Certain strategies are required to take down groups of robotic Monokumas, and there’s something so satisfying about changing to a Move bullet to ram an electric car into them, or using a Dance bullet on Alarm Monokuma to draw all nearby robots to him, and then hitting the weak point on a Bomb Monokuma to take them all out in one fatal blast. The gameplay is broken up by challenge rooms that require you to figure out these combinations and tactics to move forward, and as the game progresses and more options open up, the combinations can get even crazier.
If you’re ever in a jam, you can just switch to your second character — you know, the one from the first game that I won’t say the name of because I’m all sensitive about spoilers, even though there are screenshots all over that show this person? This character changes the dynamic from a third-person shooter to more of a brawler, which is a good breath of fresh air whenever the clunky aiming gets to be too frustrating, and brings with it some sweet cutscene fatality type moves. Collected coins from fallen enemies are used to buy upgrades for your bullets (which need to be equipped), or upgrades for the melee weapon (which is automatically applied). One big gripe that I had was the staccato nature of gameplay segments to story scenes, or even just random conversations. Without the option to speed up the text, the gameplay was punctured with text boxes short and long that broke up the flow.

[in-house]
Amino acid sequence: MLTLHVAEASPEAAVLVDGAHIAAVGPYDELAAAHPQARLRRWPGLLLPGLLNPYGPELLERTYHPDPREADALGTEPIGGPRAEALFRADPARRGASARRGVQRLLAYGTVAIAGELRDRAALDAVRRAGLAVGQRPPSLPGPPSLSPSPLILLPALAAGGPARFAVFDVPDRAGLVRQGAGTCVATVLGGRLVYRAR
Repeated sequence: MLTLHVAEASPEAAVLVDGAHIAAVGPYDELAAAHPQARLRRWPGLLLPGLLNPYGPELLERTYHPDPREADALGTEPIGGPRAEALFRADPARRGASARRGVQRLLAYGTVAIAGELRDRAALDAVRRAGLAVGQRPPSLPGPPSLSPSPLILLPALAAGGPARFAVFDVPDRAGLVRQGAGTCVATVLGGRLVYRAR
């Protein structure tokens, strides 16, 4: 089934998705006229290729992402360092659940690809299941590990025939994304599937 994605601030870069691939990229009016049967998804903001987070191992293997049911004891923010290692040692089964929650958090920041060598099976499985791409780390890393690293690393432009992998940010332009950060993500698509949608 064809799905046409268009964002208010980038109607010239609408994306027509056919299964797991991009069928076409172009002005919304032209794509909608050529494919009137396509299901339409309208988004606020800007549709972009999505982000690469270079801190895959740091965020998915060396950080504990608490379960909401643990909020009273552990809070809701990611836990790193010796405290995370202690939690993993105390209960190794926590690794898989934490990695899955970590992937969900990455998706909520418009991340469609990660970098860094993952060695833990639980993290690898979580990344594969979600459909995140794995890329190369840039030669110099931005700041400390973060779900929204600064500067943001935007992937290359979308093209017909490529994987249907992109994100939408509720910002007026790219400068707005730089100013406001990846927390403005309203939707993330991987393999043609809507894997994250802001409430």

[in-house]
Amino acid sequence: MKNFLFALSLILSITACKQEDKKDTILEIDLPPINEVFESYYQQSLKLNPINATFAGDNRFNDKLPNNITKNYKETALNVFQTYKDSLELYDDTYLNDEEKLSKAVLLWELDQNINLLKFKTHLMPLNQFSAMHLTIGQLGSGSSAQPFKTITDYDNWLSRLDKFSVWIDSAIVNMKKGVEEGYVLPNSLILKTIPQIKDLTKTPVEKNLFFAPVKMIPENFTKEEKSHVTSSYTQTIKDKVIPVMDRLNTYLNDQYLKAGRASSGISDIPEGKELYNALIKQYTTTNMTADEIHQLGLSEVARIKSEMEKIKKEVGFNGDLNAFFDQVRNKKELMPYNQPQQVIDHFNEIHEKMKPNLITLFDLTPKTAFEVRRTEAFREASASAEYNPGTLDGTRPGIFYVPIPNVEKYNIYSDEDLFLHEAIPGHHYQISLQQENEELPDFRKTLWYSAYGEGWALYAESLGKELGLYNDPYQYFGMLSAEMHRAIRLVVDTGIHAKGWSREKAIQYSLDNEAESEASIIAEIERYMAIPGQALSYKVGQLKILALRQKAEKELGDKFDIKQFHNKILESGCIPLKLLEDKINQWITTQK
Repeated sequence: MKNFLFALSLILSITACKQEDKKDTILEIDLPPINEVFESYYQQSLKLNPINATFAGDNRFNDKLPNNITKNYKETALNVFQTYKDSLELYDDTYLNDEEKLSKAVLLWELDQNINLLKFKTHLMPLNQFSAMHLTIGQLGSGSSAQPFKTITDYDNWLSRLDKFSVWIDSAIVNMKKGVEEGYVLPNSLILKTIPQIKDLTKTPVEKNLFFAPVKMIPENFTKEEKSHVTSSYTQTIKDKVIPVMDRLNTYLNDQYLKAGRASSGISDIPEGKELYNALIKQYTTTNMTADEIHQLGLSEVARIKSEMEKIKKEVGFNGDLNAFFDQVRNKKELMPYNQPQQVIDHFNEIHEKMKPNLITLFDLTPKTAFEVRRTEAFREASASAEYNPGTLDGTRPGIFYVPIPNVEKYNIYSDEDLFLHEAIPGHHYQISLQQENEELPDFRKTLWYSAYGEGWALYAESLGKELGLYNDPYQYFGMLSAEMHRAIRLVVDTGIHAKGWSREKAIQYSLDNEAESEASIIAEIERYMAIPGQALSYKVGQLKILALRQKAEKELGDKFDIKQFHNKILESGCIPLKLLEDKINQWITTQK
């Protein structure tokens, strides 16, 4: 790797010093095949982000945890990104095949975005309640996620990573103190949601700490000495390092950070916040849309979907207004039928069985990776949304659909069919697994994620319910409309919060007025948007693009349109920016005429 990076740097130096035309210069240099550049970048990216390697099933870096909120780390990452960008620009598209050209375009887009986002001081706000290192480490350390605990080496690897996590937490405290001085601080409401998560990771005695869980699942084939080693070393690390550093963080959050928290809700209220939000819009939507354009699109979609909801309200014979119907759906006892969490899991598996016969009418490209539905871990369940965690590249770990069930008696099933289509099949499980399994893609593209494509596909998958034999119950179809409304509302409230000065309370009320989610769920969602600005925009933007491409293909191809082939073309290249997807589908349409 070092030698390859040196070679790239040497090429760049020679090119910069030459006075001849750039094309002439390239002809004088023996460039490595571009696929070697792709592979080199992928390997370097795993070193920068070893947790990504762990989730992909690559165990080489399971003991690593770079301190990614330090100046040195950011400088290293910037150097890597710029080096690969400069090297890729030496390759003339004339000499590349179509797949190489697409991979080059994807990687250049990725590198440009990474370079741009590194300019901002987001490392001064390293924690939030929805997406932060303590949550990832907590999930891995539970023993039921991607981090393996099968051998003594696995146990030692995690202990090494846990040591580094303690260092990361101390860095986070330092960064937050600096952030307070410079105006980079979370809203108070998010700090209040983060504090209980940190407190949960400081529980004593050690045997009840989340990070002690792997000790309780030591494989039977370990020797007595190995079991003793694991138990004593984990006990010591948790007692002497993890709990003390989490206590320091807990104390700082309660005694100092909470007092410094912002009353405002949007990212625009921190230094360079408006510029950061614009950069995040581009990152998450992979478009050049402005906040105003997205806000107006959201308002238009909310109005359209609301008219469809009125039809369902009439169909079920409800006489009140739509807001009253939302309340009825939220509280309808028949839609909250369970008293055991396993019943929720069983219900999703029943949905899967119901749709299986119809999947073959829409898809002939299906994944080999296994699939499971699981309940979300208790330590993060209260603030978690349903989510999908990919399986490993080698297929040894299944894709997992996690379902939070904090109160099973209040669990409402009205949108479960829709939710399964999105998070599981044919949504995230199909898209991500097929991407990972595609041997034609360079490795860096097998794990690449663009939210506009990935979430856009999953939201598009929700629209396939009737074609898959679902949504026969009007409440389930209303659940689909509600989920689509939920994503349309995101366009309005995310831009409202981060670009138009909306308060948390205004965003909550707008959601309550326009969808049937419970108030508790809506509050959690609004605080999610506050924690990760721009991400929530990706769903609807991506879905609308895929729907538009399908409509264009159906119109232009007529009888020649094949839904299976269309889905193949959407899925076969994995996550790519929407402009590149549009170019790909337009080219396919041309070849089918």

Without the Danganronpa name and background, I would be hard pressed to say that I would have enjoyed this as highly as I did. It’s not that the combat is actively bad, it just isn’t all that amazing. It excels only in raising the bar on how far into the darkness and despair Danganronpa is willing to go. Everything else just meets expectation. I do have to applaud the attempt to change direction though. They could have easily tried to force the previous games’ mechanics into this narrative, but the third-person shooting aspect works much better for the story being told. They went this direction, despite the gameplay being a radical departure for the series, and that kind of move takes some real guts, particularly when you have as dedicated a fan base as Danganronpa has.
There’s something satisfying about destroying heaps of Monokumas, which wasn’t possibly in the design of the first two games. Now we get to have our revenge, set against the dark and twisted backdrop of children murdering all of the adults in Towa City in a sport not too unlike The Hunger Games or Battle Royale. It’s certainly no replacement for Danganronpa 3, and I find myself pining for that announcement, but Ultra Despair Girls surprised me far more than I thought it could. It’s a little different, and may take some adjusting for fans to get used to, but it provides a meaningful slice of the Danganronpa pie and does so in a unique and despairing way that only a Danganronpa game can.
Danganronpa Another Episode Ultra Despair Girls review copy provided by publisher. For information on scoring, please read our Review Policy here.